Medically Reviewed by Zilpah Sheikh, MD on October 26, 2023
5 min read

Heterochromia is when you have differently colored eyes or eyes that have more than one color.

Most of the time, it doesn't cause any problems. It's often just a quirk caused by genes passed down from your parents or by something that happened when your eyes were forming. In rare cases, it can be a symptom of a medical condition.

Heterochromia is common in some animals but rare in humans. It affects fewer than 200,000 people in the U.S.

‌In the past, some believed you could predict the eye color of children by looking at the eye colors of their parents and grandparents. Based on the belief that brown eyes are a dominant trait and blue eyes are recessive, they thought you could get a good idea of what color the child’s eyes would be.

But today we know eye color isn’t that easy to guess. While genetics does play a role, eye color isn't the work of a single gene. Instead, several genes play a role in determining your eye color. It's the result of the amount and distribution of melanin (a natural pigment) in your irises.

Brown eyes have more melanin than blue eyes do, and there are various shades in between. Darker eyes tend to be more dominant, but this doesn’t mean darker colors always win out because different genes factor in.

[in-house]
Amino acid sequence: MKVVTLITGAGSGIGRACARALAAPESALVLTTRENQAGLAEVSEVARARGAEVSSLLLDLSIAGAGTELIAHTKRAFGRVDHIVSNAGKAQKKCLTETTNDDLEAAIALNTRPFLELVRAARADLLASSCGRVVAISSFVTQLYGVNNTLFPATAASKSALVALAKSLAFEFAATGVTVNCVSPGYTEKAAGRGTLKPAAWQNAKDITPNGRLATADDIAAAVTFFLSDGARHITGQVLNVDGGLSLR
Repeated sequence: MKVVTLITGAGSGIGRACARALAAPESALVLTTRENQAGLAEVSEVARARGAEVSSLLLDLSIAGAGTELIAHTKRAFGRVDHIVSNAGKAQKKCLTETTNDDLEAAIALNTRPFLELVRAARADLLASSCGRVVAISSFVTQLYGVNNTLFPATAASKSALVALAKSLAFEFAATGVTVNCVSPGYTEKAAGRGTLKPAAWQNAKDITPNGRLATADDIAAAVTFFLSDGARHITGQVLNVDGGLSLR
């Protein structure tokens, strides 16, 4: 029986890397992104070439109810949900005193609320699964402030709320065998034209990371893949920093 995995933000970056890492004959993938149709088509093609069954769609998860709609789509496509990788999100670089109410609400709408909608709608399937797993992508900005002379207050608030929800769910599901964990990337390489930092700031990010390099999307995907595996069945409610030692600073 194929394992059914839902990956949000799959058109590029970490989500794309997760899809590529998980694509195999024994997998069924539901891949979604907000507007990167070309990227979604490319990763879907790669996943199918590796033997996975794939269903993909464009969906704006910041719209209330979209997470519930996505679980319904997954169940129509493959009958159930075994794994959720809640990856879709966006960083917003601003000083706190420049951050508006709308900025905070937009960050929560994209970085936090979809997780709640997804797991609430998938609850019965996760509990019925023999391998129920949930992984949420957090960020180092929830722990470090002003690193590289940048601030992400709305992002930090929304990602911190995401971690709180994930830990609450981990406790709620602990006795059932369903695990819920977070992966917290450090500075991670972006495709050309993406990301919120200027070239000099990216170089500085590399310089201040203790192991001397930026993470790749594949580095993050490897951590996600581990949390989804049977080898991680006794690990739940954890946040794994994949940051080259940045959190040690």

So while two brown-eyed parents are more likely to have a child with brown eyes, the result isn’t a guarantee. Nor will children of one brown-eyed and one blue-eyed parent for sure have brown eyes.

About half of all people in the U.S. have brown eyes. Brown eyes are also more prevalent in areas of the world with warmer climates. People with blue eyes have no melanin in the stroma, the front layer of the iris. The lack of pigment in the eyes causes light to scatter when it hits them, making the irises appear blue.

Green eyes are the rarest. Only about 2% of people in the world have green eyes. The color comes from both melanin and the way light scatters when it hits the eye.

People born with albinism often have little to no melanin in their bodies. They typically have light blue eyes. In rare cases, they may have clear irises, which can make their eyes look pink or red.

Your eye color can change in infancy. Many babies are born with blue eyes, which eventually become a different color as melanin develops in the stroma. Their eye color usually becomes permanent around their first birthday.